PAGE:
“Until recently it has been difficult to say definitively when quantum computers can out-perform classical computers,” said Professor Michael Bremner, chief investigator at the Australian Centre for Quantum Computation and Communication Technology. “The big challenge for quantum complexity theorists over the last decade has been to find stronger evidence for the existence of the quantum frontier, and then to identify where it lives. We’re now getting a sense of this, and beginning to understand the resources required to cross the frontier to solve problems that today’s computers can’t.”
The team has identified quantum computations that require the least known physical resources required to go beyond the capabilities of classical computers and, according to Bremner, result indicate that full fault-tolerance may not be required.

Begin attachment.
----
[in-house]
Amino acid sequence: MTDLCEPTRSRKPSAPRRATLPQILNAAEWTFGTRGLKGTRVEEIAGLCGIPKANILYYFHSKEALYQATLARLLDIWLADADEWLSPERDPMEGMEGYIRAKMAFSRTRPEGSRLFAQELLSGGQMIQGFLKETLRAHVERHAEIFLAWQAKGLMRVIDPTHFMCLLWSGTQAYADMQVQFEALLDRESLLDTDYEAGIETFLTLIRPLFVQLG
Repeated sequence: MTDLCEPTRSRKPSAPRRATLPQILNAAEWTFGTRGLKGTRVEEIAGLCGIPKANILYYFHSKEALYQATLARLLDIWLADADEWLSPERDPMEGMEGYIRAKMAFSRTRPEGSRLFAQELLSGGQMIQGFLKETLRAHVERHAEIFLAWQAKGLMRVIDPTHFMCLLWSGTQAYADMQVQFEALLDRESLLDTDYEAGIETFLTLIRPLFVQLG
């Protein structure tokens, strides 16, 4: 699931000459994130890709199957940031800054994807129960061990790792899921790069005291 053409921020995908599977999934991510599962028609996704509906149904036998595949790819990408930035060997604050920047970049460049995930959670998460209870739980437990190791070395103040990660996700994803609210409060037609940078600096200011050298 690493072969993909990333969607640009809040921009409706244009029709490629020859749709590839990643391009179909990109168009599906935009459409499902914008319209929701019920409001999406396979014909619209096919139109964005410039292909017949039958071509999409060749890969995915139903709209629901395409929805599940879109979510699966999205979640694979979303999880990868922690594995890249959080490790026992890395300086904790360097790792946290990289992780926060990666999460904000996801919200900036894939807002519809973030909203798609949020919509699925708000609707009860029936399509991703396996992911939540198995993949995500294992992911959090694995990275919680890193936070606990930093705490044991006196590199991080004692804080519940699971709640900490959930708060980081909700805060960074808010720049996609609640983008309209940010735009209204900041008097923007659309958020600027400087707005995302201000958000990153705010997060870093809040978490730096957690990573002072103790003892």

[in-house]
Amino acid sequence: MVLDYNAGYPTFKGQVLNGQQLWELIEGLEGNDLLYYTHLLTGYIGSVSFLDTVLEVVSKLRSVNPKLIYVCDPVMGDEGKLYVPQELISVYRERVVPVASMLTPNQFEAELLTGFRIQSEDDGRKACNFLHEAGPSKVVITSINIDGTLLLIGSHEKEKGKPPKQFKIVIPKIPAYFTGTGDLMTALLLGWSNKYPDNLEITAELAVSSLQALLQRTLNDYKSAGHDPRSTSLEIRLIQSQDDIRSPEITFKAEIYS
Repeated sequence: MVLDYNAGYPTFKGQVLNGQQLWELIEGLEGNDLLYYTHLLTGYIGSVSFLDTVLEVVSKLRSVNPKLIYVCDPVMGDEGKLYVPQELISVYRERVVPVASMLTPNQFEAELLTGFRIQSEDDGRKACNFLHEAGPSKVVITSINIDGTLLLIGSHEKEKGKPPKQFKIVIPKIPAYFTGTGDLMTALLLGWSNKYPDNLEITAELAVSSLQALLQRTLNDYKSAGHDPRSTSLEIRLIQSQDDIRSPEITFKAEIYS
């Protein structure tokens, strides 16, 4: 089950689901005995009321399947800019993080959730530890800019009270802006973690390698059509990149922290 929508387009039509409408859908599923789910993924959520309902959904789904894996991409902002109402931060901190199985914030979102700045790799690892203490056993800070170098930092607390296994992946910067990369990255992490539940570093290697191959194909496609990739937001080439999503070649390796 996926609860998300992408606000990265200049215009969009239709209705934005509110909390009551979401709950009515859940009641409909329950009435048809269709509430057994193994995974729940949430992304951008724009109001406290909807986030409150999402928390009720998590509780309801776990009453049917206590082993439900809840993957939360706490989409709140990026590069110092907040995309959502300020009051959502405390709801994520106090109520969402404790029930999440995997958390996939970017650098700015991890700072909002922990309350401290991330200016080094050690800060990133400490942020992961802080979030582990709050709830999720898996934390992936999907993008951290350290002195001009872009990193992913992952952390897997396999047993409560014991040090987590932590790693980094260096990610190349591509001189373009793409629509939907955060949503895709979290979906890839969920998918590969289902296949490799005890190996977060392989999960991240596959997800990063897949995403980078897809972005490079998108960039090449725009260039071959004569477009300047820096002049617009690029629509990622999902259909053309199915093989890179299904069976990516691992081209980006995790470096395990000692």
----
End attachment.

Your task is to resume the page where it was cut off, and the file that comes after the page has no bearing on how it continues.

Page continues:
“To date, it has been widely accepted that error correction would be a necessary component of future quantum computers, but no one has yet been able to achieve this at a meaningful scale,” said Bremner. “Our work shows that while some level of error mitigation is needed to cross the quantum frontier, we may be able to outperform classical computers without the added design complexity of full fault tolerance.”
Dr Ashley Montanaro of the University of Bristol works on the team.
“The hope among scientists had always been that if the amount of noise in a quantum system was small enough then it would still be superior to a classical computer, however we have now shown that this probably isn’t the case, at least for this particular class of computations,” said Montanaro. “We then realised that it is possible to use a classical encoding on a quantum circuit to overcome noise in a much simpler way to mitigate these errors. The effectiveness of this approach was surprising. What it suggests is that we could use such structures to develop new quantum algorithms in a way that can directly avoid certain types of errors.”
Such ‘intermediate’ quantum computers could be used in the medium term, while routes to full-scale universal quantum computers are sought.
Michael Bremner Australian Centre for Quantum Computation and Communication Technology